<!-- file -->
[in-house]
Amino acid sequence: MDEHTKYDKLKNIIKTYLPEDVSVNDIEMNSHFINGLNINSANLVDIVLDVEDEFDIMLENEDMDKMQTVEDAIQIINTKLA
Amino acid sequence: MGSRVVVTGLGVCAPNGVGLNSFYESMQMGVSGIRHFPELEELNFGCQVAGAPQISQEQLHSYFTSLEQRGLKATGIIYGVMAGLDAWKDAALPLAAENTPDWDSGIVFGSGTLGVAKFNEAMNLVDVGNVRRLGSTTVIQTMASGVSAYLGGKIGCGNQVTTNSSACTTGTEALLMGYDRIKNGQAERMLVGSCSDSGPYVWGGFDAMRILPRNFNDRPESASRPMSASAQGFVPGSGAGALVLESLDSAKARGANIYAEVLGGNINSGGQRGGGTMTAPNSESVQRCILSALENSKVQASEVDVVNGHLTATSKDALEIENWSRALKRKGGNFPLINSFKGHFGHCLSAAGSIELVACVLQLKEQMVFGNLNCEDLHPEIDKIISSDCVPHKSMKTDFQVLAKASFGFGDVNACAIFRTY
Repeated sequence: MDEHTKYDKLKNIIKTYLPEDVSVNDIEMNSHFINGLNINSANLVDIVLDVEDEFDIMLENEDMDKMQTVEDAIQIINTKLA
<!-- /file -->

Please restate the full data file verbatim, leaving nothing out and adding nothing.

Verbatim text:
[in-house]
Amino acid sequence: MDEHTKYDKLKNIIKTYLPEDVSVNDIEMNSHFINGLNINSANLVDIVLDVEDEFDIMLENEDMDKMQTVEDAIQIINTKLA
Amino acid sequence: MGSRVVVTGLGVCAPNGVGLNSFYESMQMGVSGIRHFPELEELNFGCQVAGAPQISQEQLHSYFTSLEQRGLKATGIIYGVMAGLDAWKDAALPLAAENTPDWDSGIVFGSGTLGVAKFNEAMNLVDVGNVRRLGSTTVIQTMASGVSAYLGGKIGCGNQVTTNSSACTTGTEALLMGYDRIKNGQAERMLVGSCSDSGPYVWGGFDAMRILPRNFNDRPESASRPMSASAQGFVPGSGAGALVLESLDSAKARGANIYAEVLGGNINSGGQRGGGTMTAPNSESVQRCILSALENSKVQASEVDVVNGHLTATSKDALEIENWSRALKRKGGNFPLINSFKGHFGHCLSAAGSIELVACVLQLKEQMVFGNLNCEDLHPEIDKIISSDCVPHKSMKTDFQVLAKASFGFGDVNACAIFRTY
Repeated sequence: MDEHTKYDKLKNIIKTYLPEDVSVNDIEMNSHFINGLNINSANLVDIVLDVEDEFDIMLENEDMDKMQTVEDAIQIINTKLA